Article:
Will the Strong Survive?


To say that tomorrow’s game at the Cotton Bowl between Texas and Oklahoma is an important one for Charlie Strong is like saying Bevo’s trainers might pop him a tranquilizer or two prior to kickoff. Understating the obvious I believe is what they call it.

The Longhorns come into the game against the 10th ranked Sooners reeling after last Saturday’s debacle in Ft. Worth, a 50-7 thrashing at the hands of the 2nd ranked Horned Frogs. Now sitting at 1-4, the Horns are a 17-point underdog to Bob Stoops’ squad, who would love nothing more than to put a similar whipping on Charlie’s boys as the Frogs did last weekend.

What I witnessed first hand in Ft. Worth last weekend was no doubt embarrassing to Strong and his coaching staff. Giving up 30 unanswered first-quarter points is unacceptable to any head coach, but especially so when you’ve worked your way up the coaching ranks on the defensive side of the ball as Strong has done. Flip it over to the offensive side and things were no better for the Longhorns, where Texas’ 2-headed QB of Tyrone Swoops and Jarrod Heard combined for just 13 of 28 and 122 total yards passing.

So what exactly has gone wrong in Austin over the past season and a half? Did the man who turned around the Louisville program suddenly forget how to coach overnight? That seems unlikely. What about recruiting? Did he fall flat on his face with his first Texas recruiting class this past off-season? That also doesn’t seem to be the case, as most recruiting services had the Longhorns freshman class ranked anywhere from 9th to 12th best in the country.

So what’s really up here? Well first off, Strong’s predecessor Mack Brown left the proverbial cupboard so incredibly bare of quality players it will take Strong more than one or two recruiting classes to restock it. On paper Mack’s guys had all the athletic talent in the world when they signed on the dotted line to play for the Longhorns, but talent alone doesn’t cut it when you get to this level of competition. Character, work ethic and pride come into play too – and that’s something the current upper classmen on this Longhorn team seem to be in short supply of. Remember, Strong cut nine of Brown’s players when he first arrived in Austin in 2014– not for lack of talent – but for lack of discipline.

Secondly, Charlie Strong has found himself in a circus environment that would have been impossible for him to prepare for. He’s surrounded by meddling trustees and donors, unstable leadership and completely unrealistic expectations given his circumstances. As of now, by all reports, the people that matter in Austin (i.e. the ones who ran off athletic director Steve Patterson just three weeks ago) have given Strong the dreaded “vote of confidence.” But we all know that can change faster than Ahmed Mohamed can book a world tour.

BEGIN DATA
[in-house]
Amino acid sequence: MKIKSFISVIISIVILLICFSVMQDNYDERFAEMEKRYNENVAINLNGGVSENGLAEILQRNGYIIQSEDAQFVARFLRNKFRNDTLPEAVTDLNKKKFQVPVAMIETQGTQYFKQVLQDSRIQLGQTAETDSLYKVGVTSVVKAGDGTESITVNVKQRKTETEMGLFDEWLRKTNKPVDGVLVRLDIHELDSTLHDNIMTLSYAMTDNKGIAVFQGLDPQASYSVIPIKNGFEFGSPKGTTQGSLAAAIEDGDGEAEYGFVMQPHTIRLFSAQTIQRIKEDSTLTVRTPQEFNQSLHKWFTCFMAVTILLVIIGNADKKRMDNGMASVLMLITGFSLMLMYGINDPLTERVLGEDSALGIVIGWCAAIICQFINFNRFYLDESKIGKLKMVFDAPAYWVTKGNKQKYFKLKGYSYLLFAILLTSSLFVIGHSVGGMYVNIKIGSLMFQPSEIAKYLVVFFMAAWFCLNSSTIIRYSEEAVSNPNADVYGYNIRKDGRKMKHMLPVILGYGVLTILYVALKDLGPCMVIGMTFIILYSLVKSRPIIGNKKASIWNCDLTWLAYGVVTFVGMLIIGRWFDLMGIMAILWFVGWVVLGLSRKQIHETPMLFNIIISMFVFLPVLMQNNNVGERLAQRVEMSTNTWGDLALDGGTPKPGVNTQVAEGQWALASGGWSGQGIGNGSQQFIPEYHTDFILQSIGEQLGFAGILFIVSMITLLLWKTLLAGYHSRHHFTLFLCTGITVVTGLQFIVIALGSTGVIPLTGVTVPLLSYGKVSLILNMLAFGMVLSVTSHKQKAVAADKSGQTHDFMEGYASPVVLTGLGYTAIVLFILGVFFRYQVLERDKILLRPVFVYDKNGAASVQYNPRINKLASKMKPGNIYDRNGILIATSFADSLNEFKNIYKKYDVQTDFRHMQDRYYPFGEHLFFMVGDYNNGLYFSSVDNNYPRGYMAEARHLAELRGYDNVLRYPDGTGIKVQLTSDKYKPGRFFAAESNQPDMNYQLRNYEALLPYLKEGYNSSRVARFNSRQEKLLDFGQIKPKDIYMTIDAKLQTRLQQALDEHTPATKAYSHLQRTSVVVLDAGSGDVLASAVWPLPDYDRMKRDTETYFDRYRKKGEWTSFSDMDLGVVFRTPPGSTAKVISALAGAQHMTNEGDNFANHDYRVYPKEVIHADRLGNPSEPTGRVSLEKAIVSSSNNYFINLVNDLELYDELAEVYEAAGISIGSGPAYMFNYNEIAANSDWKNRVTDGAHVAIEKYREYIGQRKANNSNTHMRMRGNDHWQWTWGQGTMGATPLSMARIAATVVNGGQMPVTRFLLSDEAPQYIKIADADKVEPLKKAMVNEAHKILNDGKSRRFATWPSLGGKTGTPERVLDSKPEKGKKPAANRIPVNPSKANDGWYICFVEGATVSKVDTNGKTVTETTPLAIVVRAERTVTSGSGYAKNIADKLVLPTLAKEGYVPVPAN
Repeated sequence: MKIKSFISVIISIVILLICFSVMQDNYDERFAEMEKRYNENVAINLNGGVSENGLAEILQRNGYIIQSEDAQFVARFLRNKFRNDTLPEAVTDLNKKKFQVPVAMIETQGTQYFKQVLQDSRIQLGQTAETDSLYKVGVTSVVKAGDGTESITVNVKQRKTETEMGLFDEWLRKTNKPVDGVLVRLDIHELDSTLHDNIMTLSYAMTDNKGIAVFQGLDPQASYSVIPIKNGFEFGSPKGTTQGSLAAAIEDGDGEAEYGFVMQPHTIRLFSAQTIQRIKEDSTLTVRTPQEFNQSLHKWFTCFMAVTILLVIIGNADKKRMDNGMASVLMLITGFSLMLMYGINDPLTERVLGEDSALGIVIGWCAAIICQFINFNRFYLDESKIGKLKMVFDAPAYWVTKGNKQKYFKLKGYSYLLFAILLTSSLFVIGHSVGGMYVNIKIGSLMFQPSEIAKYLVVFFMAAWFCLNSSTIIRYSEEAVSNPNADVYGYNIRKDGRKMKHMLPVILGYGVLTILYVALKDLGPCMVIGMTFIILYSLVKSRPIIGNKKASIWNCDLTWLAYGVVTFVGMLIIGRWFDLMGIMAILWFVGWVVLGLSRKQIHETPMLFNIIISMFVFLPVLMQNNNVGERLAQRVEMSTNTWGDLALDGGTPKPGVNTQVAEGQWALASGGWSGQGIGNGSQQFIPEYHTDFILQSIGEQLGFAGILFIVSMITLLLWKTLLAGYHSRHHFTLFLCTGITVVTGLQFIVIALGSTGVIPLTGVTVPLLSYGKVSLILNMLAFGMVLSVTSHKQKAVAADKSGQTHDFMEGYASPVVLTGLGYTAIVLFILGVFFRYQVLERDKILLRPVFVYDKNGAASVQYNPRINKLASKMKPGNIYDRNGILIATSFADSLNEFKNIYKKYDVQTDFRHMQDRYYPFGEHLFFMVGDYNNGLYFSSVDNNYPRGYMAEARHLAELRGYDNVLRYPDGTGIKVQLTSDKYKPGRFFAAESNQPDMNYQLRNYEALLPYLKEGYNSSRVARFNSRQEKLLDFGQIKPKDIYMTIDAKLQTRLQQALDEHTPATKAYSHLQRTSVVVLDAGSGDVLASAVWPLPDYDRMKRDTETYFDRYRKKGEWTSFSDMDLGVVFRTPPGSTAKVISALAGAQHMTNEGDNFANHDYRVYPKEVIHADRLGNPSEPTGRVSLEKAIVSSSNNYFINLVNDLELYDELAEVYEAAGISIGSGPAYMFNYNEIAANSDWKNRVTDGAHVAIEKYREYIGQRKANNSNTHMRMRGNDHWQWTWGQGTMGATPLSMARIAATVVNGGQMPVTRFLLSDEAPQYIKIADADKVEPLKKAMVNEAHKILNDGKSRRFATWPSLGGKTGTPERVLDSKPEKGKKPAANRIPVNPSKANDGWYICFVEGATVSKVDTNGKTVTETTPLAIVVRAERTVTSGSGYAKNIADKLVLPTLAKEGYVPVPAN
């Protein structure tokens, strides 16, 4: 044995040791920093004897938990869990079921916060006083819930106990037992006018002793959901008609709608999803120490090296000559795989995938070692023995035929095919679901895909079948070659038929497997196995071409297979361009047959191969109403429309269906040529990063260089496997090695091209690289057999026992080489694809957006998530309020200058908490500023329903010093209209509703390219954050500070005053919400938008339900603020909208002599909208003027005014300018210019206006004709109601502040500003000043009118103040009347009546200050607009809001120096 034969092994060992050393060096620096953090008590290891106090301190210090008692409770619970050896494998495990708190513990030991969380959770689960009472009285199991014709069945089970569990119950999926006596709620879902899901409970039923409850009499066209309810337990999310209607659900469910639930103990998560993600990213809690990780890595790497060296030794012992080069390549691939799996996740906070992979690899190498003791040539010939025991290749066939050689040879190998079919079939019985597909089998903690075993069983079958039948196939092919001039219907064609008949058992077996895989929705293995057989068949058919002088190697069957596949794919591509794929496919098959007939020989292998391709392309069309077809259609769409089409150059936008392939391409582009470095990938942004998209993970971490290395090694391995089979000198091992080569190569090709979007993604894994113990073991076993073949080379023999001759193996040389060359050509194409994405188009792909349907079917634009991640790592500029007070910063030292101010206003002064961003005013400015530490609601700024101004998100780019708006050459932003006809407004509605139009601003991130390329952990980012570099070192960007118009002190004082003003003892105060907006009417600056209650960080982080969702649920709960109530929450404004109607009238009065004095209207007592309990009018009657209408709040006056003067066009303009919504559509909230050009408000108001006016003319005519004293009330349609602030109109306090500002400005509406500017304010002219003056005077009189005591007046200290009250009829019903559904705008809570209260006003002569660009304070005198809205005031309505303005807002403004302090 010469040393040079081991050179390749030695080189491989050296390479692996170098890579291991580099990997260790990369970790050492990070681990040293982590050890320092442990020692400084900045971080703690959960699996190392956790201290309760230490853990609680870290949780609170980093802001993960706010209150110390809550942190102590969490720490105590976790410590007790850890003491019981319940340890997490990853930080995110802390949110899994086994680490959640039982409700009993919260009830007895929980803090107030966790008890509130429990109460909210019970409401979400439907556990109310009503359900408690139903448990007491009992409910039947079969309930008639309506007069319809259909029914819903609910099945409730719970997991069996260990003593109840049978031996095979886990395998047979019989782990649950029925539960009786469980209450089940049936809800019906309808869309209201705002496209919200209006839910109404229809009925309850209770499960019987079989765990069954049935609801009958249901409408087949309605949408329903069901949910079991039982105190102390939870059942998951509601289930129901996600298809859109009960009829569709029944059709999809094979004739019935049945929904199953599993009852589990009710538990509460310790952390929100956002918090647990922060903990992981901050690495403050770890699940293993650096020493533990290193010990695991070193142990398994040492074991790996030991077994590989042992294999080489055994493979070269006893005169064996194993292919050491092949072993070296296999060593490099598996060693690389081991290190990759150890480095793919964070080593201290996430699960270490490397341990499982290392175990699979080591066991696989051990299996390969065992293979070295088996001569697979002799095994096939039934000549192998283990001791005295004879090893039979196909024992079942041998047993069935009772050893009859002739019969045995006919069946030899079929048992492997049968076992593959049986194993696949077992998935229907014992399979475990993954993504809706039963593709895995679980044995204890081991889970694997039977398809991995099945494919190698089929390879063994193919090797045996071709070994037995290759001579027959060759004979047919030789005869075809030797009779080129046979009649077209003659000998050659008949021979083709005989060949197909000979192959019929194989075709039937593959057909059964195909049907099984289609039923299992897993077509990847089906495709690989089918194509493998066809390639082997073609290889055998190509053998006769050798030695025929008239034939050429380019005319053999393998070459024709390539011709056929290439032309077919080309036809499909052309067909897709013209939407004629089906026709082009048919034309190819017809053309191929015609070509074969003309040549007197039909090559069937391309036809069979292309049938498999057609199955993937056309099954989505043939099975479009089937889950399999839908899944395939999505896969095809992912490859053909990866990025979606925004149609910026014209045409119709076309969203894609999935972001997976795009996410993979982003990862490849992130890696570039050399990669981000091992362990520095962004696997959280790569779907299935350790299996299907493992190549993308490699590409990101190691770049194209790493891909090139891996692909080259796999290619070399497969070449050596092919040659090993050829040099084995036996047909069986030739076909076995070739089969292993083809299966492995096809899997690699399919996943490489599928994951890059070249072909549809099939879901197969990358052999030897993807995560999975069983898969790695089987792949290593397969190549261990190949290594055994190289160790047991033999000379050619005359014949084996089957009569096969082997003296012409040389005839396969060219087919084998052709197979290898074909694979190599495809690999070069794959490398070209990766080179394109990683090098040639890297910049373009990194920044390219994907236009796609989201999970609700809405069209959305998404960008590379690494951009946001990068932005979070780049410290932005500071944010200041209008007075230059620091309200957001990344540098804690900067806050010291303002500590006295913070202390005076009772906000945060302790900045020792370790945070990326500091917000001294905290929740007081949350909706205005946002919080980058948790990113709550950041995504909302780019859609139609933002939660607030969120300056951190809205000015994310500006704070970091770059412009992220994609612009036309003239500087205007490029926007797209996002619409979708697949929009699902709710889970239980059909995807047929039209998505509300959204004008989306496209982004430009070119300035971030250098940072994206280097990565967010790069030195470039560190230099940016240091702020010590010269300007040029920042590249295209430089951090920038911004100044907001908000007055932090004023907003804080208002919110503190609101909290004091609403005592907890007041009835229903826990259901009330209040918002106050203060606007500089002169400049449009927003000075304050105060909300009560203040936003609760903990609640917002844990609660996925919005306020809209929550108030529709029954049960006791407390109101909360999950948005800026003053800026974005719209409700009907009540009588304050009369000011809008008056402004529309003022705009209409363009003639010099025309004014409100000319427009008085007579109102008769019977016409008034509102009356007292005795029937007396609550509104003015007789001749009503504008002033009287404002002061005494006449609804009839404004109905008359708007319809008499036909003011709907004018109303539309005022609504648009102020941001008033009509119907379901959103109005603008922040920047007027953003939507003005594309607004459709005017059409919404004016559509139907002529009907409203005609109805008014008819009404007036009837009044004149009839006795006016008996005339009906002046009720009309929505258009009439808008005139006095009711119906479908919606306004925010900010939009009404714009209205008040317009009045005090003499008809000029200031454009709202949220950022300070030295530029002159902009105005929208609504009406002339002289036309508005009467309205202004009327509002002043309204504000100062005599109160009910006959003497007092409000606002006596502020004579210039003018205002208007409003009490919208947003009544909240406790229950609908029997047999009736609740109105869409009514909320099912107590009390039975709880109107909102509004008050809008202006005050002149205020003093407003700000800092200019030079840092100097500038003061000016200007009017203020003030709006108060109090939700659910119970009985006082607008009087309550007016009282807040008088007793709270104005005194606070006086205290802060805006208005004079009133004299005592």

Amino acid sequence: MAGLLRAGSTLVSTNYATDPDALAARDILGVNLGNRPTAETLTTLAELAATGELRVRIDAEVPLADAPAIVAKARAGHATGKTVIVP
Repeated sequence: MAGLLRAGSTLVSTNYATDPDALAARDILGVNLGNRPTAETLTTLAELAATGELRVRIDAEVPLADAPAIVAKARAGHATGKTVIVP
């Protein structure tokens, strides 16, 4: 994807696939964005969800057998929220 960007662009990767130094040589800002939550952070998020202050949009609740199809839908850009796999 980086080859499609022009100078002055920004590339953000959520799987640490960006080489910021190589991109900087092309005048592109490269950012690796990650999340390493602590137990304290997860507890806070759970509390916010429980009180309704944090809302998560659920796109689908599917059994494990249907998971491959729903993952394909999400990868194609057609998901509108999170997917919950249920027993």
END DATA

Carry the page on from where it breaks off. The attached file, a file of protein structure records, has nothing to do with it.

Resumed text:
Since memories seem to be short when it comes to matters of college football in this state, I want to refresh everyone’s about Strong’s coaching record. He didn’t splash onto the scene when he first arrived at Louisville, he rebuilt a faltering program. His first season he went 7-6, his second season….7-6. It was his third season as head man, when HIS players began claiming the starting positions on both sides of the ball that he turned the Cardinals around and went 11-2. His fourth and final year he bumped it up one game more to 12-1 – and the Longhorn brass came calling with a five-year $25 million plus contract.

Perhaps the worst thing that has happened to Charlie Strong this season hasn’t taken place here in the Lone Star State, but rather up north in the Great Lakes State (that’s Michigan for those of you born south of the Mason-Dixon line). Jim Harbaugh has somehow managed to turn around what was last year a similarly dismal Wolverines team into what looks to be a possible top 20 squad (currently ranked 18th) in just a few months on the job. Whether or not Michigan can hold up through the end of the season we’ll find out, but regardless, what Harbaugh is doing is the exception to how this normally works, not the rule. Still people will compare.

Now back to Dallas and Fair Park this weekend. The Eyes of Texas are no doubt squarely on Strong and the Longhorns as they face off against their most hated rival. Texas put up a valiant effort last year against an Oklahoma team that was ranked 11th at the time of the game, before finally succumbing 31-26. But I’m not sure moral victories will do Charlie Strong much good any more at this point.

Do I think Charlie Strong can turn Texas around given another year or two? I do, but I also admit there is a lot more competition in Texas now then there was just three or four years ago with the emergence of TCU, Baylor, and Texas A&M as national powers. Do I think Longhorn Nation will be patient and give him the chance to do so?  Of that I’m doubtful, especially if he’s unable to pull out a “W” tomorrow. But in the long run the might be the luckiest break Charlie ever gets.